The Deadliest Rampage...
There may be real blame to be assessed for the slow flow of communication. But for most of us, it isn't helpful to throw stones at the VT leaders who are no doubt doing Monday morning quarterbacking on their own now. The best reaction to devastating pain and loss isn't with words anyway.
The best reaction is to, when possible, be with those in grief. The Episcopal Church in Blacksburg is responding (through the campus ministry, Canterbury House, and the local church, Christ Church) to this tragedy and will work together with other churches in the area to form an ecumenical response as well. It matters less what they say at Canterbury House and Christ Church and more that they make room for the pain and the questioning as they are present with those who are suffering. In the midst of a tragedy, is not yet the time to try to make sense of it. Instead, it is the time to let God speak to one's own heart.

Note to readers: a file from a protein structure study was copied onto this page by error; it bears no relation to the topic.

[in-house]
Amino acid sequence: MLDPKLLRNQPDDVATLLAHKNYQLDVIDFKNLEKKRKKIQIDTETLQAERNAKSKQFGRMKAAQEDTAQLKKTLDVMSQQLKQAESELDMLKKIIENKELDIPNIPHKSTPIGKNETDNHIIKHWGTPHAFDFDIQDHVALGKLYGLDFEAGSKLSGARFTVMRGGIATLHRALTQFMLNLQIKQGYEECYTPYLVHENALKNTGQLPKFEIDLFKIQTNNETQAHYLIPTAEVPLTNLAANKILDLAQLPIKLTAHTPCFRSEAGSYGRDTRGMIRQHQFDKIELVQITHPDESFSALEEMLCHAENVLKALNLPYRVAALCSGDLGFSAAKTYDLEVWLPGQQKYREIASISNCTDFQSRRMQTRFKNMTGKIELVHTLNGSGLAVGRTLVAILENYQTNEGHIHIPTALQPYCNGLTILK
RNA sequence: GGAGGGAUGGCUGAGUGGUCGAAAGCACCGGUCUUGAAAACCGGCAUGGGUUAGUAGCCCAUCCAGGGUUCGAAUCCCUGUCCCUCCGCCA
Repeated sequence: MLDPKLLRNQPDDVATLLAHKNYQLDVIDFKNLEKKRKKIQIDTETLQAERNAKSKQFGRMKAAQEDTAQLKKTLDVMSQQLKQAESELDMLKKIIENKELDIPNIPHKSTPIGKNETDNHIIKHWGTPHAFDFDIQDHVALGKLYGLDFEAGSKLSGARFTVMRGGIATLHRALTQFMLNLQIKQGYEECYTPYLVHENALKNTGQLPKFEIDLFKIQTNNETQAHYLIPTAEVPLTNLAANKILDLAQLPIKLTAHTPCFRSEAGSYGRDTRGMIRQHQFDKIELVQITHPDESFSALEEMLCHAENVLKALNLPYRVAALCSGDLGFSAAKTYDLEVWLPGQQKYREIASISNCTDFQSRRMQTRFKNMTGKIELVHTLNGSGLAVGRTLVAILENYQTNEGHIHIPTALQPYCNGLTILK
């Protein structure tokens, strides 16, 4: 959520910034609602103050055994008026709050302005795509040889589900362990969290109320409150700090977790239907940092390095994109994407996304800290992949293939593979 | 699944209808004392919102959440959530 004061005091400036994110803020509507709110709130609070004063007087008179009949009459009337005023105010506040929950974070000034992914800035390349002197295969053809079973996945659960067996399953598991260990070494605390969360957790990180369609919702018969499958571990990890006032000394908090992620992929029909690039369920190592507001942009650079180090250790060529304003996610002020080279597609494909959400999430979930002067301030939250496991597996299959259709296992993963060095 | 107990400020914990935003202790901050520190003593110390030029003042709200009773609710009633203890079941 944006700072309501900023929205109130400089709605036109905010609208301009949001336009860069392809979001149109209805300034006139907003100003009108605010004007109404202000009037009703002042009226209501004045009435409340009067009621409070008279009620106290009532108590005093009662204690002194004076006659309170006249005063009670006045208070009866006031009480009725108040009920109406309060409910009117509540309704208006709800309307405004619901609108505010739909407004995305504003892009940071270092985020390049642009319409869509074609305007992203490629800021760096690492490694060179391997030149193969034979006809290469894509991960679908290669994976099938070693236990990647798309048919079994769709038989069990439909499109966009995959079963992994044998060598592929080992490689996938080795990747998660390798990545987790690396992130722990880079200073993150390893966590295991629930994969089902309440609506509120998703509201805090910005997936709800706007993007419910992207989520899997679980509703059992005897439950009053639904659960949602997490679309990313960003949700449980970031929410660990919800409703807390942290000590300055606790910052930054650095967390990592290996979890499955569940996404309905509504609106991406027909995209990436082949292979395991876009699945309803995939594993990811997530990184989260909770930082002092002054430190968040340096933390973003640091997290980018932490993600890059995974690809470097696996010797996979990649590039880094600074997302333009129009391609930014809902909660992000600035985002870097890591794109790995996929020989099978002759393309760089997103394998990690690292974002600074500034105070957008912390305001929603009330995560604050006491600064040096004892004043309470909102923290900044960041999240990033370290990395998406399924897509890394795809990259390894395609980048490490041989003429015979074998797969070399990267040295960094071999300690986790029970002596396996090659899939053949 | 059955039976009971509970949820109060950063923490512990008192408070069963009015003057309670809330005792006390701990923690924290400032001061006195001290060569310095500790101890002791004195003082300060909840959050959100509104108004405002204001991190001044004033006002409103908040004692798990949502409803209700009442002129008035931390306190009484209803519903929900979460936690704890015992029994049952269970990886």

I offer my own small prayer for us as we try to find a way to respond to so great a tragedy:
to our own devices and desires but came to live among us
through your Son Jesus Christ
and endured pain and death to redeem human suffering,
give us the grace of your presence
in the midst of unspeakable pain and loss
and grant that we may bear your light
into the dark places of this life
by being present to others as they grieve,
through the power of your Holy Spirit.
I offer another prayer for those who are grieving this day in Blacksburg, Virginia and well beyond as the pain of this tragedy stretch out to all connected with it:
that not one sparrow falls to the earth that you do not know of it
and that even the hairs of our head are numbered,
give your peace beyond understanding to all those
affected by the shootings at Virginia Tech
and other senseless acts of violence
that in time the pain of this loss may be redeemed
by the power of your great love,
through Jesus Christ our Lord.
It may seem like too much to ask for that this tragedy will be redeemed, and maybe it is. Certainly the suffering will spiral out from the campus. But so to will the love of those affected. And the love will be greater than the hate. And in small ways, the good that God desires will be done not because of this tragic shooting that was not God's will, but in spite of it.
The Rev. Frank Logue, Pastor
Labels: Virginia Tech Shootings